“We realize we have a long way to go, but it’s definitely worth it to have a skatepark like this in Lititz,” says Reed.

Lititz Borough Planning Elijah Yearick agrees that the skatepark will be a great asset to the borough, providing another recreational activity for skateboarders of all ages. As he points out, they are not all in middle school or high school. Many are employed at Rock Lititz, and some had attended the skatepark planning meetings over the past year. Since the skatepark is located on Lititz Borough property, the borough will remain involved with the redevelopment of the skatepark. Right now, though, most of the funding for recreation in the borough is going toward the renovation and redesign of Lititz Springs Pool.

The pool, after all, is used by many more people, including families, children, seniors and swim team members. So Lititz Borough needs to make the pool a priority for the time being.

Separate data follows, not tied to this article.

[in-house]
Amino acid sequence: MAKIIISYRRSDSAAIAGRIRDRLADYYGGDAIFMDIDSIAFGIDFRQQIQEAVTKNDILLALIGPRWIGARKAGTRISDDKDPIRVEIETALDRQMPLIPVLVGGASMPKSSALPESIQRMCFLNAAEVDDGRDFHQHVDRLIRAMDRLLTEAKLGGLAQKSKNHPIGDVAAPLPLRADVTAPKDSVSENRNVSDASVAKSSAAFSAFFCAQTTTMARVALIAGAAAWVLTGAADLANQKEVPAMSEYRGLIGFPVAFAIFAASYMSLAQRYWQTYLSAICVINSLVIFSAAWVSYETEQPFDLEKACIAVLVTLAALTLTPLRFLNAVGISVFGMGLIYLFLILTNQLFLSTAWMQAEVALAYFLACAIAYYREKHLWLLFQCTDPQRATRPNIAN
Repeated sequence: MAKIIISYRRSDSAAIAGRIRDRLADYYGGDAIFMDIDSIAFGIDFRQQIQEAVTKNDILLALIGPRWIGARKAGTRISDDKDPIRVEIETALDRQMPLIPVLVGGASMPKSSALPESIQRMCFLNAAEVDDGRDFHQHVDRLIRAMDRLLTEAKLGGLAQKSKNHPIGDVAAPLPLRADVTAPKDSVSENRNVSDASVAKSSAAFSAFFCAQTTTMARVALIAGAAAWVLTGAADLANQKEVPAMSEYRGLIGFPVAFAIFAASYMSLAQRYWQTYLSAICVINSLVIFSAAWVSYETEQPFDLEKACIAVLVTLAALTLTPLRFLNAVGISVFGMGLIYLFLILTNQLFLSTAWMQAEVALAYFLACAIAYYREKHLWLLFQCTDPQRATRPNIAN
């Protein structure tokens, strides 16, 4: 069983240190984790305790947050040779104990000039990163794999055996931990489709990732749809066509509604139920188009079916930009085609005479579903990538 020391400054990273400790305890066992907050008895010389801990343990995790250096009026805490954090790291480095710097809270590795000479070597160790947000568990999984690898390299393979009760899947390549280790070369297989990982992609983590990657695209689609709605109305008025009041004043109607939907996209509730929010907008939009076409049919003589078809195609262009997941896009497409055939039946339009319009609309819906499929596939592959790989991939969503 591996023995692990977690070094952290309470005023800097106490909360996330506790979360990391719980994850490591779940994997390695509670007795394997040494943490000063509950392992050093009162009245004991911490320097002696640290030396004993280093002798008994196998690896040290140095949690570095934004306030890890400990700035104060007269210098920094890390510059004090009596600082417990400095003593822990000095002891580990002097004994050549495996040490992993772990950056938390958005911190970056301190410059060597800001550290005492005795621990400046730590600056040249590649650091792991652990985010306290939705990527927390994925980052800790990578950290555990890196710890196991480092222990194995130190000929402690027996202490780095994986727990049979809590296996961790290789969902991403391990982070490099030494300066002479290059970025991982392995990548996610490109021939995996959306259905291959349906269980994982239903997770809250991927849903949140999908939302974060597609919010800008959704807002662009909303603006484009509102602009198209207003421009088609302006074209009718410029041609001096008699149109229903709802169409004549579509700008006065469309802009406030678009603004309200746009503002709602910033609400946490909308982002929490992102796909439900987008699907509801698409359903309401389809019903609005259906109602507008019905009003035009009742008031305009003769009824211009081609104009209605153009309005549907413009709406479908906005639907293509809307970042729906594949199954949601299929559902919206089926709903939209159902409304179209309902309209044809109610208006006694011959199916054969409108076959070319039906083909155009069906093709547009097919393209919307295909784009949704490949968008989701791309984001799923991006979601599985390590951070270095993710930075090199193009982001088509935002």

“Many of the traditional funding streams such as DCNR Bureau of Recreation & Conservation funding are currently committed to the pool, so we are doubtful we’d be able to achieve another grant with the pool project just starting,” says Yearick, adding that they had previously applied for a skatepark-specific grant with the help of the association, but unfortunately did not get that grant.

Yearick notes that Lititz Borough is open to applying for more grants with the skatepark association, and thinks that having construction documents will assist with future applications. The borough also intends to continue with maintenance, insurance coverage and summer monitoring through the Warwick Regional Recreation Commission.

“The Lancaster Skatepark Association is passionate about this project and was eager to take the lead on the redesign of the site as well as the fundraising,” says Yearick. “We appreciate their enthusiasm and the desire for a grassroots organization to take stewardship over the redevelopment of a cherished asset.”

The design combines a concrete manual pad with brick-like walls that fit in with the character of Lititz.